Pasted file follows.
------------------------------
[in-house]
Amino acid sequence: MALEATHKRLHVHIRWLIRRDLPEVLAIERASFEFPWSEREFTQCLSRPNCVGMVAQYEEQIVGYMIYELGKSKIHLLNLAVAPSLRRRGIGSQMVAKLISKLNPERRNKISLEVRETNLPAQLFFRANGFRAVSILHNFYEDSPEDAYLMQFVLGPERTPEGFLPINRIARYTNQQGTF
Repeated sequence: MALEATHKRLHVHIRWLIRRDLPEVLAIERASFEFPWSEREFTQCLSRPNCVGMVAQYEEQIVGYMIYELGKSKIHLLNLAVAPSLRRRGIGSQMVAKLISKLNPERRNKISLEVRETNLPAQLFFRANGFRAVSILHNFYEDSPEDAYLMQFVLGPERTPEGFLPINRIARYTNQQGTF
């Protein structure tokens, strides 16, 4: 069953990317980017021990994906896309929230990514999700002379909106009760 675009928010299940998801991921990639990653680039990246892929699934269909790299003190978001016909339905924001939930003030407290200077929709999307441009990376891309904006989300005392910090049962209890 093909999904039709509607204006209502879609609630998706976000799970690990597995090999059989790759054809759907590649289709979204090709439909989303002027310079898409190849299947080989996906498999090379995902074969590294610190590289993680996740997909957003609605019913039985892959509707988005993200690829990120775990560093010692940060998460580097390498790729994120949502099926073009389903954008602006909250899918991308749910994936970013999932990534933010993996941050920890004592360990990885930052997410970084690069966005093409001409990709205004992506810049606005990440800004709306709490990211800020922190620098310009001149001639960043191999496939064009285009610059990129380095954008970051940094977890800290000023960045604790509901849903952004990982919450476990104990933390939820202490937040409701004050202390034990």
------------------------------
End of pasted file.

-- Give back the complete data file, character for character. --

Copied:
[in-house]
Amino acid sequence: MALEATHKRLHVHIRWLIRRDLPEVLAIERASFEFPWSEREFTQCLSRPNCVGMVAQYEEQIVGYMIYELGKSKIHLLNLAVAPSLRRRGIGSQMVAKLISKLNPERRNKISLEVRETNLPAQLFFRANGFRAVSILHNFYEDSPEDAYLMQFVLGPERTPEGFLPINRIARYTNQQGTF
Repeated sequence: MALEATHKRLHVHIRWLIRRDLPEVLAIERASFEFPWSEREFTQCLSRPNCVGMVAQYEEQIVGYMIYELGKSKIHLLNLAVAPSLRRRGIGSQMVAKLISKLNPERRNKISLEVRETNLPAQLFFRANGFRAVSILHNFYEDSPEDAYLMQFVLGPERTPEGFLPINRIARYTNQQGTF
């Protein structure tokens, strides 16, 4: 069953990317980017021990994906896309929230990514999700002379909106009760 675009928010299940998801991921990639990653680039990246892929699934269909790299003190978001016909339905924001939930003030407290200077929709999307441009990376891309904006989300005392910090049962209890 093909999904039709509607204006209502879609609630998706976000799970690990597995090999059989790759054809759907590649289709979204090709439909989303002027310079898409190849299947080989996906498999090379995902074969590294610190590289993680996740997909957003609605019913039985892959509707988005993200690829990120775990560093010692940060998460580097390498790729994120949502099926073009389903954008602006909250899918991308749910994936970013999932990534933010993996941050920890004592360990990885930052997410970084690069966005093409001409990709205004992506810049606005990440800004709306709490990211800020922190620098310009001149001639960043191999496939064009285009610059990129380095954008970051940094977890800290000023960045604790509901849903952004990982919450476990104990933390939820202490937040409701004050202390034990």